Question about Fisher and Paykel DEGX1 Electric Dryer
Model DEGX1 electric dryer
Dryer is taking too long to dry. The dryer heats but only 1 of the elements seems to be turning on.
In this model, there is a control module with two relays. Upon removing the cover, I found a red power wire melted and disconnected, with the plastic plug fused to the metal connector at the relay. A yellow wire is also attached to this relay but with no visible damage to it. I replaced the red wire and connector, hooked to the relay and tried the dryer.
I can see the elements through a space in the aluminum shielding but it seems that only some of the elements actually heat up. I've checked voltages on the wires (red and yellow) and I get 120 on each. The dryer will dry the clothes as some of the coils heat up and turn orange.
Here are my questions:
Do you think the relay is bad? I'm not sure but I can hear some relay switch on and off (click) and the elements that do turn orange will stop. Later they come on again, after another click. Everything else seems to work fine on the dryer at this point -- other than slow drying.
Would current flow through a damaged heating element without heating it? I check the current at both sides of the element and both sides read 120. I have two sets of wires to check, violet and yellow. Also, there are three sensors on the heating unit, two small ones wired in what looks to be a sequence; and a slightly larger one with the reset button. I'm guessing these are the temperature sensor and/or the overheat safety switches.
I guess I need to know if I should use the dryer or if I should replace the control module and/or heating element. I am capable enough to replace the parts myself, I just want to know what I should replace.
Okay...I'm not familiar with the configuration of Fisher and Paykel dryers. I am familiar with many other dryers, though. If the wires become melted this is usually caused by excessive current flow or a loose connection. When wires at a terminal become loose the intermittent connection can cause arcing which leads to the generation of heat, which causes the wire or connector to burn open. I have also seen heating elements short out against the casing and cause an excessive current flow problem.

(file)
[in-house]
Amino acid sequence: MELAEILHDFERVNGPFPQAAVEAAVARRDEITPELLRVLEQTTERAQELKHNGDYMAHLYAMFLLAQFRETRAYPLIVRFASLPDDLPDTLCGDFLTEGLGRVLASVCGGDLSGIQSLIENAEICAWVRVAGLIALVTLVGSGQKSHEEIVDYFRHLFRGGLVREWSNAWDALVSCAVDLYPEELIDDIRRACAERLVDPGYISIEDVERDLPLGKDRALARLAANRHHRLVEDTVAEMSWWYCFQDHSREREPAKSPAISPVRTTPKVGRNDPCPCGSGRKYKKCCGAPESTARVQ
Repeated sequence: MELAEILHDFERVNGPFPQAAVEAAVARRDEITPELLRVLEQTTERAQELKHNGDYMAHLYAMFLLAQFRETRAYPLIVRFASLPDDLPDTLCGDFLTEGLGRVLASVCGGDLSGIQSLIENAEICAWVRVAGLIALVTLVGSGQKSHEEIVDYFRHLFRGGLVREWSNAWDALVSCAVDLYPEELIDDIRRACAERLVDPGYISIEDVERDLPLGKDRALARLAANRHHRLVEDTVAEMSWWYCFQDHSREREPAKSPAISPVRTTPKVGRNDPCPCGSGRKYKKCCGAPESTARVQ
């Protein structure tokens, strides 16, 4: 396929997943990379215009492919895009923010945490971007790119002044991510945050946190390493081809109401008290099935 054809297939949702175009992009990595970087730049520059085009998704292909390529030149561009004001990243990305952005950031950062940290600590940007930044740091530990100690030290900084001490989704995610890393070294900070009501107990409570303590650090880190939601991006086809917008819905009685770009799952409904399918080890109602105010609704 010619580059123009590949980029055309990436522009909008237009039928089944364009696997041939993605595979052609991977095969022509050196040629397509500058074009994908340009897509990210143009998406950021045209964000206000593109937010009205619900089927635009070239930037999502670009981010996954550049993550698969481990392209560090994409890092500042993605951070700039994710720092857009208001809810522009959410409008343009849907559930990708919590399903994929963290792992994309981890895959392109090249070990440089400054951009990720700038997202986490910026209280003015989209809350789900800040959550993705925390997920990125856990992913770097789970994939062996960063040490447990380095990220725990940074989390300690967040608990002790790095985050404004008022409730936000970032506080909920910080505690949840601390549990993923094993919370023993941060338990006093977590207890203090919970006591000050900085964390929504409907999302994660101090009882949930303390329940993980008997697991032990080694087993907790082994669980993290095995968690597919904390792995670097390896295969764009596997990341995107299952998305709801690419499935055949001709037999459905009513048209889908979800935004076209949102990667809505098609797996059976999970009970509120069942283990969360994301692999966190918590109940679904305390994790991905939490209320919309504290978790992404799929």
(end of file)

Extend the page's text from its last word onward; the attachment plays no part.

Just so we're clear here, current is the force that causes electrons to flow. It is usually measured in amperes (or amps). What you are measuring is the voltage. Voltage is the difference in potential between two points. If you were to measure voltage between two points (such as through a simple wire coil) you would read 0 volts because there is no differnce in potential between the two points, as the coil should read a short. Now, if you have a RESISTIVE coil, or a coil that is open (broken) the same measure would yield a voltage reading, because there is now a difference in potential between the two points. Does this make sense to you? I know it can be confusing at times because you normally associate a voltage reading as something being good. In a nutshell: if you measure across a wire coil and read voltage - the coil is open. If you read 0 volts - the coil is good.
Who knows what caused the melted wire in your appliance. The one thing I am sure of is this is not normal. If you want to replace the relay to be sure, that is your judgement call. Relays do go bad. I would strongly recommend replacing the heating element as it appears that this model has a dual element that will still work (to some degree) if one side fails. Very ingenious design, by the way.
In addition, a lot of heat related problems associated with dryers are attributed to poor ventilation. A dryer requires proper air flow in order to work efficiently. If you have not cleaned or inspected your dryer vent ducting recently (or ever), you may want to. This is the source of many dryer malfunctions and can create a fire hazard or habitat for rodents. The rule of thumb when it comes to ventialtion is: The SHORTER and STRAIGHTER the ventilation, the BETTER. Every bend or rise you put in a dryer exhaust vent line creates resistance against the blower motor and possible choke points for lint to accumulate. The lint screens in dryers are not perfect and they do not collect ALL the lint. Simply cleaning the lint trap in many cases is not enough. Cleaning after every use, however, does cut down on the potential for your ducting to become clogged. If a dryer is allowed to run in a condition where it has poor air flow, the heating circuits will actually overheat to the point of failure. I mention all of this because I don't want you to replace parts only to have the appliance fail again due to poor ventilation.
I hope you find some of this information helpful. Let em know if you have any further questions.
Posted on Sep 12, 2008
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Posted on Jan 02, 2017
Tips for a great answer:
Dryer heating elements come in various shapes and sizes. They are all strung with a coiled wire made of a nickel and a chrome alloy. This wire receives, but resists, a controlled electric current and as a result, the wire heats up. The heat produced is used to heat and dry the clothes in your dryer.
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